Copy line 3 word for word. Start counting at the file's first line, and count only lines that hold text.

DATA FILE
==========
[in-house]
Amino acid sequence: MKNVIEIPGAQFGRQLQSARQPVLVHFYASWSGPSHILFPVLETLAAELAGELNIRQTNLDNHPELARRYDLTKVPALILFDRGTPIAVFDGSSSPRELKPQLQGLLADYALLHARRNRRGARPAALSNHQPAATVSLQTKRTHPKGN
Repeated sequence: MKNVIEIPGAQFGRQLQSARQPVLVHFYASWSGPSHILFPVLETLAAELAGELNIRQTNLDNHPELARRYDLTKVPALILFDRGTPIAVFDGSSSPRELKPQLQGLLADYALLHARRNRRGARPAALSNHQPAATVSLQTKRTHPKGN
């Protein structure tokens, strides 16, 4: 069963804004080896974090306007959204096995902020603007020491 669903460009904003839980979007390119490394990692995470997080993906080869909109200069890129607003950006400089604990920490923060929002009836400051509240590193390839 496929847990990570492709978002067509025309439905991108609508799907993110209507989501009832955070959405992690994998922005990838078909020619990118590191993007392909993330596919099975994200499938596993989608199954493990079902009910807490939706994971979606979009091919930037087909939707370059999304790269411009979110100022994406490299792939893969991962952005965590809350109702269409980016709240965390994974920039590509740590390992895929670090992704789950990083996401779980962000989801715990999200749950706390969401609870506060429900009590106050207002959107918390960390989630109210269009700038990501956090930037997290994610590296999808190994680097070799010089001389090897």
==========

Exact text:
Repeated sequence: MKNVIEIPGAQFGRQLQSARQPVLVHFYASWSGPSHILFPVLETLAAELAGELNIRQTNLDNHPELARRYDLTKVPALILFDRGTPIAVFDGSSSPRELKPQLQGLLADYALLHARRNRRGARPAALSNHQPAATVSLQTKRTHPKGN